Avatar of: anonymous poster

anonymous poster

Posts: 1

April 1, 2011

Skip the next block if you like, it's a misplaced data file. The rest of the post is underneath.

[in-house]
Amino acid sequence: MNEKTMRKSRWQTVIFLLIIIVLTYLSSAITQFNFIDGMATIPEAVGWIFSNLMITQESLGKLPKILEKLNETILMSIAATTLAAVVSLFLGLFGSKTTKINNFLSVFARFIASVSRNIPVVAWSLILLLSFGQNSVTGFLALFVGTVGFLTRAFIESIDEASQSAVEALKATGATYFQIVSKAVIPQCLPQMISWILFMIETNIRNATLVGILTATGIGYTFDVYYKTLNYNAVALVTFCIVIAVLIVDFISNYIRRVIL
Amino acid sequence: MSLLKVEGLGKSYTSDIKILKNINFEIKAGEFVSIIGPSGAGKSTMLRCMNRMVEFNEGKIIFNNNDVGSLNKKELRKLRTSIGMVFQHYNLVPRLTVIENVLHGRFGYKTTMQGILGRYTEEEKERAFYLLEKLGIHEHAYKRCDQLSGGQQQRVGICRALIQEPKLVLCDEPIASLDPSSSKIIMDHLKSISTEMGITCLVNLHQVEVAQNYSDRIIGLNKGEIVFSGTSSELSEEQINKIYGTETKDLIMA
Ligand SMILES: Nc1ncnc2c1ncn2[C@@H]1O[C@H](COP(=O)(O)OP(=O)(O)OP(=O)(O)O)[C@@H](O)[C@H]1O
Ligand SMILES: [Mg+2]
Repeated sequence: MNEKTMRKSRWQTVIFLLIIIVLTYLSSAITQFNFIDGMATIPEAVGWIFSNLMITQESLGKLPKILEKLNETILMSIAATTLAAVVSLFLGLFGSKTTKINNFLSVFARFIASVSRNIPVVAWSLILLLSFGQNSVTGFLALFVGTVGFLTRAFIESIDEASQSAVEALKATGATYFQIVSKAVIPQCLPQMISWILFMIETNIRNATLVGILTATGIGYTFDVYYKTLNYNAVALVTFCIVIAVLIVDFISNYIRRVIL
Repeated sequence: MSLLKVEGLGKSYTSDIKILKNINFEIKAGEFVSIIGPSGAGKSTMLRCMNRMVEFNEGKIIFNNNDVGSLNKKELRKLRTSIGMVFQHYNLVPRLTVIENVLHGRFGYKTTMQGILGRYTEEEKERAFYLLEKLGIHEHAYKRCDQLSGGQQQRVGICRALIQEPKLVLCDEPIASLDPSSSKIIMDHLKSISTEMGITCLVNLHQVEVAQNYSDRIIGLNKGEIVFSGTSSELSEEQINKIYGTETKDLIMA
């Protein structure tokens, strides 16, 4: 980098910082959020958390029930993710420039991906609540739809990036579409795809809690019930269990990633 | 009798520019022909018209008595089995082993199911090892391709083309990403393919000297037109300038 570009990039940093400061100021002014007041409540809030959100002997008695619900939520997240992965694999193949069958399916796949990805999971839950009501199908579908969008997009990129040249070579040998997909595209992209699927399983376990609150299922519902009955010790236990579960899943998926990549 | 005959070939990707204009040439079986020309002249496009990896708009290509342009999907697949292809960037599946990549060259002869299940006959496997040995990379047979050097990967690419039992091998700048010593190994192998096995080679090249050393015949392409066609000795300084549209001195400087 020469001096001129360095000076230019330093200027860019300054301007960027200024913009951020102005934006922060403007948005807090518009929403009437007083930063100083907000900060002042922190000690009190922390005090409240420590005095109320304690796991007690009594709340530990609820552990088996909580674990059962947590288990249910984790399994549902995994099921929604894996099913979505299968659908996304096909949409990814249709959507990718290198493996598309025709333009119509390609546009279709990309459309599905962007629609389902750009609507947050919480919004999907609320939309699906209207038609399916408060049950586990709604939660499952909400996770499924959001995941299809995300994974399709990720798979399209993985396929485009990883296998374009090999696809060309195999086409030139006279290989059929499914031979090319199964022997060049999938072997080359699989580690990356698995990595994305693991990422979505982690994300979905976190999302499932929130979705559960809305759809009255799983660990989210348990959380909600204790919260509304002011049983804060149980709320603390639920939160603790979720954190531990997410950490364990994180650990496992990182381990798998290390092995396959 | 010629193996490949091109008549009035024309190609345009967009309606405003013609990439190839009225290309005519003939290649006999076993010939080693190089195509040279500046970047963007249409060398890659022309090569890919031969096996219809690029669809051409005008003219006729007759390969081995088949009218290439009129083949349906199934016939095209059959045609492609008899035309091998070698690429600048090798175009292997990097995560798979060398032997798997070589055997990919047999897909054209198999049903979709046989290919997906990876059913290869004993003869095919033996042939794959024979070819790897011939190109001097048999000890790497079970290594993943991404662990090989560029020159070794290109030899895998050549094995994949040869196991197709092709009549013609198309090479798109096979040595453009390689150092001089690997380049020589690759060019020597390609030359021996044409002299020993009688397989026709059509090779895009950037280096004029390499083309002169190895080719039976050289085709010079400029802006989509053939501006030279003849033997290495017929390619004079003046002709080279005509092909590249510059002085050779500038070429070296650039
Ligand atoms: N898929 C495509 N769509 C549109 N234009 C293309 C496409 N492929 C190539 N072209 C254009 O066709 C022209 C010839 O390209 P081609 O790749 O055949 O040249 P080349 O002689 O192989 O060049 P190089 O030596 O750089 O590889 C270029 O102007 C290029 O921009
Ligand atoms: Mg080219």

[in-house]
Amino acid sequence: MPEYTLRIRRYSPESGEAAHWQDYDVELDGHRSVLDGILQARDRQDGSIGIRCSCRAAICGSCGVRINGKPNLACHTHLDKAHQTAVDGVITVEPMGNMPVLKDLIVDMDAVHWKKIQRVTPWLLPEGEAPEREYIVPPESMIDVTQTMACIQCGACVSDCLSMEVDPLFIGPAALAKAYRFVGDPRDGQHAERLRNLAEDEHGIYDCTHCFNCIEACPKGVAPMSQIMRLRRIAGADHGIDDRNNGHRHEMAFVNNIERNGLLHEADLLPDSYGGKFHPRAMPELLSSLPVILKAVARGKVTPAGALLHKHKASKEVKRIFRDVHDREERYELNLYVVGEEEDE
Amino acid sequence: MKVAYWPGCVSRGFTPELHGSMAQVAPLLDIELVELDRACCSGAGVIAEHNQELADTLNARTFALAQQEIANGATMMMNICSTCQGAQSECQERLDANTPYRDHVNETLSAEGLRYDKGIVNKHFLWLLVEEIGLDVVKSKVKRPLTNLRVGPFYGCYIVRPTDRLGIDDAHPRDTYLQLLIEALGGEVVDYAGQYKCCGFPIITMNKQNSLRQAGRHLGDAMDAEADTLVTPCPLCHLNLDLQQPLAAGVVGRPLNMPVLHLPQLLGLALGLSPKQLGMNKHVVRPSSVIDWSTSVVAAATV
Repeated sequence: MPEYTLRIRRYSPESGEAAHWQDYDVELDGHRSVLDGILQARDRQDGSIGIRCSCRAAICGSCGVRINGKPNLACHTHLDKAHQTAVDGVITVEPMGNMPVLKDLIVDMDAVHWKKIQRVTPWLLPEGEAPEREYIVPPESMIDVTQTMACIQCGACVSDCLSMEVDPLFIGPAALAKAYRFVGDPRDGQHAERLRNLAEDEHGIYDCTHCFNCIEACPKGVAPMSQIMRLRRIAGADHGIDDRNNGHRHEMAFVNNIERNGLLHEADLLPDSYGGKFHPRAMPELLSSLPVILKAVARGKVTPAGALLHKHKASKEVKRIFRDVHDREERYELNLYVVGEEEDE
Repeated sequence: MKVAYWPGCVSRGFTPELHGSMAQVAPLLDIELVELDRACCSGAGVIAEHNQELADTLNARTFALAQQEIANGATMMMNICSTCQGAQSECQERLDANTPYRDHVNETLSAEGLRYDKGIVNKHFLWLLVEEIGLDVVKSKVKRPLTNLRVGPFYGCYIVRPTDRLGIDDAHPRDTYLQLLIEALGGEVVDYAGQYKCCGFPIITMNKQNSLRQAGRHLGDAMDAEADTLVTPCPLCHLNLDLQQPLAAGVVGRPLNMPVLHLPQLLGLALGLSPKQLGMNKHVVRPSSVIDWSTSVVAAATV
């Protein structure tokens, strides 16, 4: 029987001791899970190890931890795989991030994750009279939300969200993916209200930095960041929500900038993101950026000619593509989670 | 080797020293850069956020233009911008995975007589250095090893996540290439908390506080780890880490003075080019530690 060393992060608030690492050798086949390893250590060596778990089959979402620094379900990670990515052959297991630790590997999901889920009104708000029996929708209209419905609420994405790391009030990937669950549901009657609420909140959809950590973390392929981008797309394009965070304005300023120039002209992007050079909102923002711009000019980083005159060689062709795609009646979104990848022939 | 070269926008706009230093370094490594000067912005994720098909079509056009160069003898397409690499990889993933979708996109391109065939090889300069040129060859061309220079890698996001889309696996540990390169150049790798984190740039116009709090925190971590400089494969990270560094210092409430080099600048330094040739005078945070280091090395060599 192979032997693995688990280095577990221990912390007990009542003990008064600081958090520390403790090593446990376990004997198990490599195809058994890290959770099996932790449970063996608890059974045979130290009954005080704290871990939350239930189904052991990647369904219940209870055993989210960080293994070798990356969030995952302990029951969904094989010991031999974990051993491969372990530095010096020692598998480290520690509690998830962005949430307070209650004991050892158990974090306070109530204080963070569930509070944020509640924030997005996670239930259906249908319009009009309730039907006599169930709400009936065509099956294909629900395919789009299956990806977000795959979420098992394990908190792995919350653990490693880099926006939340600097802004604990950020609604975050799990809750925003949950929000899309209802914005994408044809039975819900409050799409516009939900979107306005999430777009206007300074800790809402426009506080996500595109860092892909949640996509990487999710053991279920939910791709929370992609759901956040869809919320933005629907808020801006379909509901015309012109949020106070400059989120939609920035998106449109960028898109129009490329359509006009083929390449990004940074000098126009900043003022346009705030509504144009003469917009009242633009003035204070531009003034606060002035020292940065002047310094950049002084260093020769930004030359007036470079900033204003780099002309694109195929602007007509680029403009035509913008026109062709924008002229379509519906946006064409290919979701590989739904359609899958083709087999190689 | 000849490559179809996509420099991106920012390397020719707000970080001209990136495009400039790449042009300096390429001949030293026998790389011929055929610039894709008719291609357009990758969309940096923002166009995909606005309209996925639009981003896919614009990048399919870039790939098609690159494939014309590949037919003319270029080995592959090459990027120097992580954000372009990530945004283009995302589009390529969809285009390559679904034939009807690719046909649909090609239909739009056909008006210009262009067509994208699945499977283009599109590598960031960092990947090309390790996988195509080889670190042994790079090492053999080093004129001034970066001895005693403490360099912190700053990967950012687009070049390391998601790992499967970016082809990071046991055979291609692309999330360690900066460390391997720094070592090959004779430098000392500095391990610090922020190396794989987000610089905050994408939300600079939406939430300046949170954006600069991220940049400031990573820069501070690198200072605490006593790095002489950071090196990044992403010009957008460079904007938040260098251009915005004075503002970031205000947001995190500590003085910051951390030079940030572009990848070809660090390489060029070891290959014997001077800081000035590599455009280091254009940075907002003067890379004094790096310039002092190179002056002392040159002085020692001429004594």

Two babies in five years is a lot, for a post doc in a competitive place like WHOI. If you have a financed project and you have invested money in personnel to carry it out, the funding agency does not care if you say: we did not deliver all the results we promised because one paid collaborator was in maternity leave, twice. They do not care! And you are in trouble. The deadline of the project cannot be postponed, the money is available just for that period, if you pay somebody else, you cannot pay the person on leave, pushing her to unemployment in a delicate moment. And you cannot postpone the payment anyway, because the project has an end. So you are in trouble. The real question is: is the project more important than two babies? There is no question to this. The hell with the project, or, better, you do the work of the mother, and hope that the rest of the lab will support. Because if you do not deliver, maybe there will be no more projects. And no more salaries for postdocs involved in frantic reproductive practices. \nThis is the world we live in. It is apparently not prepared to the reproduction of scientists. It is presumed that scientists are like catholic priests and nuns. And probably that's why the catholic church is so long lived: no babies! \nThis is a Catch 22 situation. You produce babies when you are young, and you are supposed to produce very good stuff in the very same period, so to have a career. Or you wait to have settled with your career, but then you are too old to have babies! No problem if you are rich, but if you eat out of your salary, life is very difficult. No matter how supportive the mate is, the baby is sucking up time, if you want to be an effective parent, without letting others due your parental care. Which is a rather important thing, by the way. \nIt is a matter of values. For sure it is a matter of partners, and of employee policies. But, eventually, you will be judged by your curriculum, and the number of babies does not count in academia. \nNow I do not remember the name of the renewed US University whose dean (a male specimen) a couple of years ago said that science was not a good choice for female specimens. He was immediately removed from office (of course!). The University had to elect a new Dean and, surprise!, it was a female Dean. The first in the history of that University. And it was also the first dean that had not graduated from that University. I can figure the situation. Now we have to choose a female dean! And the committee inspected all the available candidates for the post. And none of those who came from the very same University (according to the tradition) had strong enough qualifications, or were willing to do it. So they eventually found an external dean. Ironically, this means that there was some ground in what the stupid male dean had said in the first place!\nIt is very easy for a male like me to spit out wisdom. We do not have the equipment to produce new individuals of our species (besides some paraphernalia to give a little push to the process) and we can just stay at a safe distance. Whatever we do, as one participant to this forum underlined, with some sympathy for us, is surely wrong! But this means to leave the mother alone. Another Catch 22. \nMaybe only catholic priests and nuns can do science, or egotistical males, or homosexuals. But I would not enjoy my lab so much if it were made of these categories (I can get along with homosexuals, though...), or if I would meet this kind of people at scientific meetings. Anyway, now that I think about it, science business is mostly made of egotistical males. Who knows why?